Elisheva Carlebach Jofen

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Elisheva Carlebach Jofen is an American scholar of early modern Jewish history.

Career[edit]

Carlebach has been the Salo Wittmayer Baron Professor of Jewish history, culture and society at Columbia University since 2009.[1][2] She was previously a Professor of Jewish History at Queens College and the Graduate Center, CUNY, in New York City.[3] Professor Carlebach obtained her bachelor's degree from Brooklyn College. In 1986 she completed her PhD in Jewish History at Columbia University.[3]

Professor Carlebach is married to Rabbi Mordechai Jofen, the rosh yeshiva ("dean") of the Novardok yeshiva Beis Yosef in Brooklyn, New York City. She uses her maiden name professionally and her married name in her personal life.

Dr. Carlebach's family was one of the preeminent rabbinical families in Germany before the Holocaust. Her grandfather was Rabbi Joseph Carlebach, the last chief rabbi of Hamburg, and her father is Rabbi Shlomo Carlebach who served as the mashgiach ruchani at the Yeshiva Rabbi Chaim Berlin and author of the commentary on the Humash Maskil Lishlomo.

Publications[edit]

Books[edit]

  • The Pursuit of Heresy :Rabbi Moses Hagiz and the Sabbatian Controversies, (Columbia University Press, 1990; 1994) ISBN 0-231-07191-4
  • Divided Souls: Converts from Judaism in Germany, 1500-1750 Yale University Press, 2001 ISBN 0-300-08410-2, Finalist for the 2001-02 National Jewish Book Award
    • Review, Deborah Hertz, American Historical Review "Future scholars will stand on the shoulders of Carlebach’s massive research" [2]
    • Review, Rabbi Dr. Charles H. Middleburgh, The Expository Times "meticulously researched ...compelling and fascinating,"
    • Review, Donald Sullivan, History: Reviews of New Books
    • Review, Scott Hendrix, Journal of American Studies
    • Review, Dean Phillip Bell, Sixteenth Century Journal
    • Stephen D. Benin, Religious Studies Review
  • Co-editor, History and Memory: Jewish Perspectives, Brandeis/University Press of New England, 1998.

Articles[edit]

  • "Converts and their Narratives in Early Modern Germany", Leo Baeck Institute Yearbook, 1995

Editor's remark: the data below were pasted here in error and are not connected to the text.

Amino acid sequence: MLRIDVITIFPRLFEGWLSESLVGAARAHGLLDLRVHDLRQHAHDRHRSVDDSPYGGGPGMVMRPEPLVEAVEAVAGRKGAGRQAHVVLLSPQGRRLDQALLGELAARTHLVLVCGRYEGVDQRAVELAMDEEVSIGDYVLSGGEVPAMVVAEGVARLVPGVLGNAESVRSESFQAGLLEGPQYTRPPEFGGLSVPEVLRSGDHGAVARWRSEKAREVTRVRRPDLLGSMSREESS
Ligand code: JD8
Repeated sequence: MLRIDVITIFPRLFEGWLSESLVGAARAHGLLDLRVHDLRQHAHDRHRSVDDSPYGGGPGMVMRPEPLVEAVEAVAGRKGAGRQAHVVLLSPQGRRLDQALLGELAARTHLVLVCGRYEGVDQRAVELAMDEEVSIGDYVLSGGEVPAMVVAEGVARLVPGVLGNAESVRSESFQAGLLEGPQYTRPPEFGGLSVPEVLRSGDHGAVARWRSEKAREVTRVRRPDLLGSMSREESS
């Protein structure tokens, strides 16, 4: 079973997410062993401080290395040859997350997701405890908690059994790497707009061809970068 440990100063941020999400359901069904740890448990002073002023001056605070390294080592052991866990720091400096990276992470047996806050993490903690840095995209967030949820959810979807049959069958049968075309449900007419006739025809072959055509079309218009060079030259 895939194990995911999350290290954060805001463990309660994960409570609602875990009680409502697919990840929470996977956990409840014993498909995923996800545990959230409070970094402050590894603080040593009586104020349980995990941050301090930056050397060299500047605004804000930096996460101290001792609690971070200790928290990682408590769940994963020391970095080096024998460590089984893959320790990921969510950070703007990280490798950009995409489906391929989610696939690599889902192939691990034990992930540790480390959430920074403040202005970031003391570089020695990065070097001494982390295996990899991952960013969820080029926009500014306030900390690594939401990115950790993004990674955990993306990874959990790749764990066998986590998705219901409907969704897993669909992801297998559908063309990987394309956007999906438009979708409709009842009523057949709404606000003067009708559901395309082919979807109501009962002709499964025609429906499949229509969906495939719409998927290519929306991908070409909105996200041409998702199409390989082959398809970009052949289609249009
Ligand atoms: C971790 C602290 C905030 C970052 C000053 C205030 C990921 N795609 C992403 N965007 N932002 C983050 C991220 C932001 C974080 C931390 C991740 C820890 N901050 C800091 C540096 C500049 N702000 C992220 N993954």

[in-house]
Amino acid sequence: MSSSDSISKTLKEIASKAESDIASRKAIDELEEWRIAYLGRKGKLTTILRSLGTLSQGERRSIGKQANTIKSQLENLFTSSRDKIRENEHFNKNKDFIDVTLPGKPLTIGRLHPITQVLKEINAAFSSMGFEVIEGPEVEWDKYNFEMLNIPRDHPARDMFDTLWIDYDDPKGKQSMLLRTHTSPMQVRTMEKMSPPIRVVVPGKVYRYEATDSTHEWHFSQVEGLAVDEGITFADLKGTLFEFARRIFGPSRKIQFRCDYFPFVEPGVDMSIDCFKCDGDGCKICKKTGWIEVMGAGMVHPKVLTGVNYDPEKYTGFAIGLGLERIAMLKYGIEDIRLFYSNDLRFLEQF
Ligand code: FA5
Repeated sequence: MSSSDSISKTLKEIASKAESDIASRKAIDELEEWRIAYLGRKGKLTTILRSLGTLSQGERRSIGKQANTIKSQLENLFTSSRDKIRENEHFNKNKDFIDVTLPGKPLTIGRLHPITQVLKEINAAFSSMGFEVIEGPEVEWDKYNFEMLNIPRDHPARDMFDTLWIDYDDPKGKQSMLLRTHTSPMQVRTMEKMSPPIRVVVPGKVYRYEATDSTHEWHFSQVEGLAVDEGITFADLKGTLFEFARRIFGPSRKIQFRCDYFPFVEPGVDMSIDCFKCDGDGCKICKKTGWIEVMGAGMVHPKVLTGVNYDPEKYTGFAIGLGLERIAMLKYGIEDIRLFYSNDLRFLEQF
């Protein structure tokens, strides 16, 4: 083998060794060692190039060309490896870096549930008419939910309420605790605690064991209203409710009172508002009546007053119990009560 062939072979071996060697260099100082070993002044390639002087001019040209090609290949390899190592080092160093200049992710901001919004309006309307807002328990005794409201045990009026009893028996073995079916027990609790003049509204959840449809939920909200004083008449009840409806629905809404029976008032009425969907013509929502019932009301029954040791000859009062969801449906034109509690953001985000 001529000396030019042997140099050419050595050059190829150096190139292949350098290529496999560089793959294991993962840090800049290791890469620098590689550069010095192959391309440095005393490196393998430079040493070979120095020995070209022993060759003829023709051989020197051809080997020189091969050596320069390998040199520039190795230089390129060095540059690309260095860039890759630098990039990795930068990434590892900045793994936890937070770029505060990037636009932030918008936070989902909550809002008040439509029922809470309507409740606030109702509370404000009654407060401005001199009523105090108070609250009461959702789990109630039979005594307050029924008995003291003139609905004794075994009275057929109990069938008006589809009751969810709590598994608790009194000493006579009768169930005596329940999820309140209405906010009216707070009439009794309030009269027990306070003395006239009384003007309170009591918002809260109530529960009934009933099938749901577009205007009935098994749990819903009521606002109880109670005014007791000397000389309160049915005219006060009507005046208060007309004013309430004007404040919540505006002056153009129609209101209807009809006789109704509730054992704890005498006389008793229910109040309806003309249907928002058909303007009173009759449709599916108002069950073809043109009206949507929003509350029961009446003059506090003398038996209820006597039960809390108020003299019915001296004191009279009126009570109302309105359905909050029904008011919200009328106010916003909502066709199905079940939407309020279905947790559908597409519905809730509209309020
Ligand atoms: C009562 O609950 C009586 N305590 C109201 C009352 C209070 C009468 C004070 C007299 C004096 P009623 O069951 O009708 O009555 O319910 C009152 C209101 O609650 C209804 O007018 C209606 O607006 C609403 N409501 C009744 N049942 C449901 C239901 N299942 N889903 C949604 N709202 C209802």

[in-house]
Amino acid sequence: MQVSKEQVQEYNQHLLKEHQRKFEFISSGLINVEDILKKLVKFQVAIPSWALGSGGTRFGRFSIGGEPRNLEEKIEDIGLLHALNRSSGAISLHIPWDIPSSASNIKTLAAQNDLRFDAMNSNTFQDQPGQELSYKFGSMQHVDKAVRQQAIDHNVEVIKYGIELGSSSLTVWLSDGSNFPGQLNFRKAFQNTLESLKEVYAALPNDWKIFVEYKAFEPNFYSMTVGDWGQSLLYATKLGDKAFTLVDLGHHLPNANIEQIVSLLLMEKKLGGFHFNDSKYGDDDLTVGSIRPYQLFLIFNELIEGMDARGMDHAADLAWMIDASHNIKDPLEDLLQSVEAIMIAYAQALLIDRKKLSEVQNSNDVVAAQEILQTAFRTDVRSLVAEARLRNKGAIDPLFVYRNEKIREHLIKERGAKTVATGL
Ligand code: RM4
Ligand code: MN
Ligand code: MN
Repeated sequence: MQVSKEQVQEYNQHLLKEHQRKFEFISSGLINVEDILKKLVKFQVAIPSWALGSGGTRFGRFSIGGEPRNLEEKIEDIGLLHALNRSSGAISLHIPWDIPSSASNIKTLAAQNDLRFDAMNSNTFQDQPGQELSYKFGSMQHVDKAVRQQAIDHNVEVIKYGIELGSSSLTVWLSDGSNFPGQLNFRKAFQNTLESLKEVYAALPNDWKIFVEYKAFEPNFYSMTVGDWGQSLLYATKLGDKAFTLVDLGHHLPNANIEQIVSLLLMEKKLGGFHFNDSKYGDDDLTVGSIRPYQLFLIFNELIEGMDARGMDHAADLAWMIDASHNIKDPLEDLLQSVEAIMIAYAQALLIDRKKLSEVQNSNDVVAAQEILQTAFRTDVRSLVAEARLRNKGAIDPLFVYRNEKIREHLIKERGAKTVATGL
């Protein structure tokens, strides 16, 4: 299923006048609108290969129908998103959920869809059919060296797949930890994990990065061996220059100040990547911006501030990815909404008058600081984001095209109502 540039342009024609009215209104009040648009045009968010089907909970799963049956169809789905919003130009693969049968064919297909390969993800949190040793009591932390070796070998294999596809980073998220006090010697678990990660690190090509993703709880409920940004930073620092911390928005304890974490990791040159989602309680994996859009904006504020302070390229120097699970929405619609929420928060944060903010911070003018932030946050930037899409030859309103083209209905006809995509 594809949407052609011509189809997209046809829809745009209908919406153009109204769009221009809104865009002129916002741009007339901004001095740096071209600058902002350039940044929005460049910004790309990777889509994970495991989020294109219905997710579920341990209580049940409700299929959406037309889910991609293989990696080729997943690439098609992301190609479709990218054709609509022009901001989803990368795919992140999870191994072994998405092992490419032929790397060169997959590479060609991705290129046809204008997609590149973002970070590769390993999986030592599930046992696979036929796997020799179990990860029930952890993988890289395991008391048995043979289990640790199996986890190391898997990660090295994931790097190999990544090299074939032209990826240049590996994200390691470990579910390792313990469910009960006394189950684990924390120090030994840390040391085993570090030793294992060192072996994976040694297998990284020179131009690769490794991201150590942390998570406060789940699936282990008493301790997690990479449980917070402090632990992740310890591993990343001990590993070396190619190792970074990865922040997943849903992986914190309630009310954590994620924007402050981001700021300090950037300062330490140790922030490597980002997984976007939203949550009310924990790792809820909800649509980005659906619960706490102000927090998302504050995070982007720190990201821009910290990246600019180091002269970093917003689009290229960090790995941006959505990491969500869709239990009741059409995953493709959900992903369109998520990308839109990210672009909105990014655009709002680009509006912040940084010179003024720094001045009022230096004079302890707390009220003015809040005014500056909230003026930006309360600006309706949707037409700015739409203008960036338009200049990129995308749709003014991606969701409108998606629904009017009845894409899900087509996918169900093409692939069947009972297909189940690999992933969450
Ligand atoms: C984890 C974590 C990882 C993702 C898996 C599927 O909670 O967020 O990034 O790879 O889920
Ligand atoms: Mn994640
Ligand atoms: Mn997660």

• "Rabbinic Circles on Messianic Pathways in the Post- Expulsion Era", Judaism: A Quarterly Journal, Special Symposium issue on the impact of the Spanish Expulsion, 41 (1992), pp. 208–216.
  • "Two Amens that Delayed the Redemption: Jewish Messianism and Popular Spirituality in the Post-Sabbatian Century", Jewish Quarterly Review, 82 (1992): 241-261.
  • "Sabbatianism and the Jewish-Christian Polemic", Proceedingsof the Tenth World Congress of Jewish Studies, Division C, Vol. II: Jewish Thought and Literature (Jerusalem, 1990): 1-7.
  • "Redemption and Persecution in the Eyes of R. Moses Hayim Luzzatto and his Circle", Proceedings of the American Academy for Jewish Research, 54(1987), 1-29.
  • "Introduction to The Letters of Bella Perlhefter" Early Modern Workshop: Jewish History Resources. Wesleyan University Press, Vol. 1, Early Modern Jeweries, 2004

See also[edit]

References[edit]

  1. ^ Hochbaum, Jerry (January 7, 2009). "The Ascent of Women Scholars in Jewish Studies" [news release]. Memorial Foundation for Jewish Culture. Retrieved 2016-02-19 from www.mfjc.org.
  2. ^ Berger, Joseph (December 10, 2009). "Yosef H. Yerushalmi, Scholar of Jewish History, Dies at 77." The New York Times. Refers to Carlebach as "Dr. Yerushalmi's successor as Salo Baron professor at Columbia."
  3. ^ a b Harris, Jay (2007). "Carlebach, Elisheva." Encyclopaedia Judaica. 2nd ed. Detroit: Macmillan Reference USA. Available online at Jewish Virtual Library: [1]. Retrieved 2016-02-19.

External links[edit]